By: Mark Fitzgerald
Industry observers were mildly surprised last month when The McClatchy Company included two solid northern California dailies, the Monterey Herald and Contra Costa Times, in the dozen Knight Ridder papers it put immediately back on the auction block.
McClatchy CEO Gary Pruitt told everyone who would listen that the papers made an attractive package with the San Jose Mercury News, a paper that might have been a harder sell as a standalone. The four-paper deal announced Monday evening proved his prescience: The package sold for an impressive multiple of 11.5 times 2005 EBITDA (earnings before interest, taxes, depreciation and amortization).
As Pruitt crowed in the announcement that was ?two full turns higher than the 9.5 times multiple we paid for the whole of Knight Ridder.?
The temptation is to say that this was the easy sale, low-hanging fruit compared to the remaining papers located in the slower growth markets that Pruitt says just aren?t McClatchy?s kind of towns.
But the addition of that fourth paper, the St. Paul Pioneer Press, in the purchase, and the side deals MediaNews Group has struck that ropes in three newspaper companies–Gannett Co., Hearst, and Stephens Media Group–could foreshadow some creative deal-making that will leave McClatchy sitting just as pretty as they are now.
Wednesday?s deal is exactly the kind of complex, swap-and-buy, three-way roundelay that these days MediaNews CEO William Dean Singleton, and, increasingly, Gannett, always seems to be right in the middle of.
Last summer?s Detroit newspaper swap involving Knight Ridder, Gannett and MediaNews–and including newspapers from Florida to Washington state–took the industry by surprise. Now, it looks like a template we?re likely to see frequently in the future.
MediaNews is widely reported to be in the hunt for The Philadelphia Inquirer and Philadelphia Daily News, two supposedly distressed properties that have attracted intense interest from local investors and the Newspaper Guild, which, backed by billionaire Ron Burkle?s Yucaipa Companies, has offered to buy for all dozen papers.
In his first public statement of the California and Minnesota purchases, Singleton pointedly said that those four papers were the ones ?that excited us most.? At the same time, he characterized St. Paul as a ?growing market? and he?s been spotted visiting the Philadelphia papers–just as he toured the Pioneer Press.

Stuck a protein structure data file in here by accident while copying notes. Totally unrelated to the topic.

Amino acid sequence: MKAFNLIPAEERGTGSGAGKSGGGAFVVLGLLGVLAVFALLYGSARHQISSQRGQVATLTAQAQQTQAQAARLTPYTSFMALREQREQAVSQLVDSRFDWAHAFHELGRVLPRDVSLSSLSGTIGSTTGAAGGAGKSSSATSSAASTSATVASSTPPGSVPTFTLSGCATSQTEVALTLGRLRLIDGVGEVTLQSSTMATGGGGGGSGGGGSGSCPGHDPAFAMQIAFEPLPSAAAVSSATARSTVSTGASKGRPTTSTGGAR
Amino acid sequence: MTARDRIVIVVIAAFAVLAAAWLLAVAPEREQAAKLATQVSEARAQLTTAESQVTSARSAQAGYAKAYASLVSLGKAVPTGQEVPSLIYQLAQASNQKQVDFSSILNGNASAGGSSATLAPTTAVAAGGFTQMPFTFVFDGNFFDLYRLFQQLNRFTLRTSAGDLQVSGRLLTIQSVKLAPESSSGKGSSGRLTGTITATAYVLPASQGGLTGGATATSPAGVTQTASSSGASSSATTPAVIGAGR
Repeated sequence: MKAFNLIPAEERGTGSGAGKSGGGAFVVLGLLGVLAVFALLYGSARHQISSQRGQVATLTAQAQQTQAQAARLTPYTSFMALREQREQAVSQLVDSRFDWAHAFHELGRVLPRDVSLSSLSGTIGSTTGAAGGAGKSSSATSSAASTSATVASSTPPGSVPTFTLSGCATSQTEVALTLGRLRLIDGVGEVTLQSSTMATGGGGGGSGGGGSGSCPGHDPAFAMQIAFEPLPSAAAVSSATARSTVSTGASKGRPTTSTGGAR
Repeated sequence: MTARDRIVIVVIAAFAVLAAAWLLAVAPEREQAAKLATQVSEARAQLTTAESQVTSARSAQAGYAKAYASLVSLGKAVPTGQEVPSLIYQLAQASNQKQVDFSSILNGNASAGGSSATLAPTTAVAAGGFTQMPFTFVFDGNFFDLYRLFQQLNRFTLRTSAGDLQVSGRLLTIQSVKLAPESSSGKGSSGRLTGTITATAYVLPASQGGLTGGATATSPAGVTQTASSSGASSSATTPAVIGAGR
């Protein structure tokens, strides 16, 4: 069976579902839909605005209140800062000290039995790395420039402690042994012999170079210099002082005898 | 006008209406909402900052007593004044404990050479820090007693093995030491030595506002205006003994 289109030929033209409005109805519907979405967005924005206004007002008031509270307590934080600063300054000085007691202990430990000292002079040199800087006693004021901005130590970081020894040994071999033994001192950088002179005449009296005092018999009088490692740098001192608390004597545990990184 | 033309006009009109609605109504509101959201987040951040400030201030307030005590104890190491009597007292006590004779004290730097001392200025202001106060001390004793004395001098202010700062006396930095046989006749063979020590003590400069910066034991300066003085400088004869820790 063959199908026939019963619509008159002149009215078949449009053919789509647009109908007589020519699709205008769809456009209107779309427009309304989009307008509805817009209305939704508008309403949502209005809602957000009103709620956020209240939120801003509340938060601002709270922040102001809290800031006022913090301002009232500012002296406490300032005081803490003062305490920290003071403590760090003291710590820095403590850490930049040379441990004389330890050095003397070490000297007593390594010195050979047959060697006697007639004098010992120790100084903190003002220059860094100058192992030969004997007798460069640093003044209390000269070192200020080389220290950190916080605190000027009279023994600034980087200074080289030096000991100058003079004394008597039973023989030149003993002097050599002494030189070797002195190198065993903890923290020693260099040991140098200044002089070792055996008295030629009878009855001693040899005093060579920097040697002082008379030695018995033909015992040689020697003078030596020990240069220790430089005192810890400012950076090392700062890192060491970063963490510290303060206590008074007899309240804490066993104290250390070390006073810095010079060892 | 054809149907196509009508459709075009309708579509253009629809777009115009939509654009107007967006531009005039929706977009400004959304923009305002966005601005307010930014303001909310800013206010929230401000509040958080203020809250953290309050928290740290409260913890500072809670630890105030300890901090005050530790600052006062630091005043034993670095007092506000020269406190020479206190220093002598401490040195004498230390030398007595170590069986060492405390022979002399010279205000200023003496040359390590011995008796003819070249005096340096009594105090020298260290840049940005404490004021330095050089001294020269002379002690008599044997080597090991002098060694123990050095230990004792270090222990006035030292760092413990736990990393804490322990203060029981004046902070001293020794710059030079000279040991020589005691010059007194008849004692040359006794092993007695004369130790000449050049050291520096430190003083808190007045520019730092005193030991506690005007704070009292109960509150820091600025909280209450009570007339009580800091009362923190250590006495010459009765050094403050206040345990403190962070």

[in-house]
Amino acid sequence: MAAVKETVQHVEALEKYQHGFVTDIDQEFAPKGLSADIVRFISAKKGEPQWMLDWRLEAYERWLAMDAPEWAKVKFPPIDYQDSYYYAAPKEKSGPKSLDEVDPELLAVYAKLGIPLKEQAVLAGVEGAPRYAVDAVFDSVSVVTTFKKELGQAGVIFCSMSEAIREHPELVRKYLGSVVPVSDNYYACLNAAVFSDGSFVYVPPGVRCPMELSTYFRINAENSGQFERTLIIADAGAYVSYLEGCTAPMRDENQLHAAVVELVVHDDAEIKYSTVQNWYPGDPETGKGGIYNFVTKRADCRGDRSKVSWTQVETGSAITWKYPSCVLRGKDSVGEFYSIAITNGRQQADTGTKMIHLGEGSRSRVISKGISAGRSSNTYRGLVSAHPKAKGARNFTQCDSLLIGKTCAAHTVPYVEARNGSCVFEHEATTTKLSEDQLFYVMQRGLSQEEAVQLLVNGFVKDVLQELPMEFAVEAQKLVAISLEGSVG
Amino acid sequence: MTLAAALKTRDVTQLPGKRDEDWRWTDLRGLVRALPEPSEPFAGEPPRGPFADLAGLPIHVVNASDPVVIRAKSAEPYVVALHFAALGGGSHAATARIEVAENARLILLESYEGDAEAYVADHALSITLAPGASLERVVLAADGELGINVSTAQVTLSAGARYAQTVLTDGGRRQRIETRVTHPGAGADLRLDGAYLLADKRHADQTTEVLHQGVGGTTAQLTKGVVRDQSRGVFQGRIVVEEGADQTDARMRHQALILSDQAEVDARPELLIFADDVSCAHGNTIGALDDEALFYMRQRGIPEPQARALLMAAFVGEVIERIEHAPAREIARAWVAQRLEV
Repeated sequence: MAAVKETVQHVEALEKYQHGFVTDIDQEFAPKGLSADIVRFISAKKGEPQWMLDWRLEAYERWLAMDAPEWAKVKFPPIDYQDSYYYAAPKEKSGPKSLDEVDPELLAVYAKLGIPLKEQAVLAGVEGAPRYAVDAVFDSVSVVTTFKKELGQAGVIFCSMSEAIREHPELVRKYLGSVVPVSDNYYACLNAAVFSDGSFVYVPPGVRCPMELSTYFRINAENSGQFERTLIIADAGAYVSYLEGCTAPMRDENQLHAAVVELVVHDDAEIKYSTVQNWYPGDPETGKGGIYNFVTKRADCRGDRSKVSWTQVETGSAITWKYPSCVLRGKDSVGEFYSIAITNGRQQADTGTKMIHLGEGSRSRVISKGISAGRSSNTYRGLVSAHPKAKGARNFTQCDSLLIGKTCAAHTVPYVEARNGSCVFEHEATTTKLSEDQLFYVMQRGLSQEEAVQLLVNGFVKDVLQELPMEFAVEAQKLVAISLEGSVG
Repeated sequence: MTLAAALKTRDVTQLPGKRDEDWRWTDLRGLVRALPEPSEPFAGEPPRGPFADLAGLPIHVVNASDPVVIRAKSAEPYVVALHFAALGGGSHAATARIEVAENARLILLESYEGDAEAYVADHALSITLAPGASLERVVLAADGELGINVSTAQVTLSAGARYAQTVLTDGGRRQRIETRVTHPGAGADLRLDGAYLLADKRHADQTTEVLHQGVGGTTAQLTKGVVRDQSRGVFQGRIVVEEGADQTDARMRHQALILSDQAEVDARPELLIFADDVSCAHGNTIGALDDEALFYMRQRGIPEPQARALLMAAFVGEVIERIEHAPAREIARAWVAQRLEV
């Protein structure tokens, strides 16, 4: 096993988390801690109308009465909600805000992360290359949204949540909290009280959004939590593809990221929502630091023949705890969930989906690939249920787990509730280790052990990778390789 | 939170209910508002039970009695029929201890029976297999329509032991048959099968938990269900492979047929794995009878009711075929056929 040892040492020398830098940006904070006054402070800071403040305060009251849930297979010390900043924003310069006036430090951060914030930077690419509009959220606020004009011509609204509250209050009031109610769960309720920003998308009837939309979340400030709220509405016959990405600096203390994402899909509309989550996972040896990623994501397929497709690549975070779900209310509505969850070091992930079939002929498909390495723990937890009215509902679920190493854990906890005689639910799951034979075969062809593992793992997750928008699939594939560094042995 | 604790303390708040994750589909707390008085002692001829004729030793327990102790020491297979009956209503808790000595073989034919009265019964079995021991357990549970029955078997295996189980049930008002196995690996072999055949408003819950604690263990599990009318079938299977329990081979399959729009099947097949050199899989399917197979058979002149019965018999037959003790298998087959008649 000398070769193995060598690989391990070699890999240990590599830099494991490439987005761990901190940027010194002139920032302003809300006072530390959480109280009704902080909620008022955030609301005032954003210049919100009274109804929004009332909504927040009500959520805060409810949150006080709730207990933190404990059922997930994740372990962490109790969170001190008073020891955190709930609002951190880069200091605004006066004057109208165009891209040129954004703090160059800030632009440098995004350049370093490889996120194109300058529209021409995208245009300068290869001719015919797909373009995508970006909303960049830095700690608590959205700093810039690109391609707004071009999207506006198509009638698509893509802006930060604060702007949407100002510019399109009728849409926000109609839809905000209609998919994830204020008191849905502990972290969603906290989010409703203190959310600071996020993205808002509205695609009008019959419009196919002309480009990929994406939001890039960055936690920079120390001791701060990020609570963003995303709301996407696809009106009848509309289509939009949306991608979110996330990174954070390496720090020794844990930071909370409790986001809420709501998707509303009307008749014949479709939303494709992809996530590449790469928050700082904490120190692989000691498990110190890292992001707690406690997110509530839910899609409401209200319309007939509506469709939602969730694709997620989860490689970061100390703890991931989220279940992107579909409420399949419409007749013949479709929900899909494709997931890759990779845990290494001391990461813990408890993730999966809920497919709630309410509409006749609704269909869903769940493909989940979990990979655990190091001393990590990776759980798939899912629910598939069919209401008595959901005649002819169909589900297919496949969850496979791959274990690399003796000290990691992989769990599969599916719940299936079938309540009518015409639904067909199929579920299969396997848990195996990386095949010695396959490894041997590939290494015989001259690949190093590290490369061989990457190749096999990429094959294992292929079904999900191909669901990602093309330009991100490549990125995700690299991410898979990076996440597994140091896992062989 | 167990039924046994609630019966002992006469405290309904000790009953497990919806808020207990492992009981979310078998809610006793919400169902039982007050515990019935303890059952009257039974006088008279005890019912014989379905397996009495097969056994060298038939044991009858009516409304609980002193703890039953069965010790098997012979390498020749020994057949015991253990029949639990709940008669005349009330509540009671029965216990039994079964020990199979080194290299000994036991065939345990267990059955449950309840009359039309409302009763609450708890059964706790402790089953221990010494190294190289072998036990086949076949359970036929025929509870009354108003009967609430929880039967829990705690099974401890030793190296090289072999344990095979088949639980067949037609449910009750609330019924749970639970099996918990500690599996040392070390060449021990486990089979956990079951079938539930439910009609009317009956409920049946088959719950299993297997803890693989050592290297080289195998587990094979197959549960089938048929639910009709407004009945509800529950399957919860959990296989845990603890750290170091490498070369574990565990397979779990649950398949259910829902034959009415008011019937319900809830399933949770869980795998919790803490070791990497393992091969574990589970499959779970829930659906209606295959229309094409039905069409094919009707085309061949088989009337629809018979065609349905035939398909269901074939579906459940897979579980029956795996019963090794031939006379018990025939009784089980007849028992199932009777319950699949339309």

Odds are, Singleton is crafting a deal similar to Wednesday?s arrangement, which spreads his risk and allows him to do what partners such as Gannett and Stephens obviously think he does very well–manage newspapers in challenging markets.
With the addition of the four newspapers, Singleton noted, also pointedly, MediaNews will become the nation?s fourth-largest newspaper publisher in terms of circulation, with 53 dailies totaling about 2.7 million daily circulation.
But it will take quite a dance to get two of those new papers on board.
First, MediaNews will purchase the two northern California papers, the Mercury News and Contra Costa Times, while Hearst will acquire the nearby Monterey Herald, and the Pioneer Press.
In a separate agreement between Hearst and MediaNews, Hearst ?has agreed to contribute? the Herald and Pioneer Press ?in return for an equity investment in the non San Francisco Bay Area assets of MediaNews,? the announcement from the three chains said.
If that deal is tripped up by regulatory problems or is otherwise not consummated, the announcement said, MediaNews will buy the papers from Hearst.
MediaNews intends to do some ?contributing? of its own. It said it will contribute the Mercury News and Contra Costa paper to California Newspapers Partnership, in which MediaNews has a 54.23% stake. The two other partners–Gannett Co. and Stephens Media–have committed to contribute shares of the purchase price, MediaNews said., adding that it is funding its own share from bank borrowings, and has commitments from the Bank of America.
Certainly, Pruitt, who said there is ?intense? interest in the remaining eight papers, must be hoping creative buying can bring the kind of price the California papers and Pioneer Press package did.
“Individual newspapers and smaller groups of newspapers attract interest from buyers who wouldn’t be interested in a transaction as big as the whole of Knight Ridder,” Pruitt said in a statement. “To buyers whose strategy is a good fit, all of these papers represent outstanding opportunities that come around only rarely in our industry. Each will be valued on its individual merits and prospects, and we think all will bring full, fair prices.”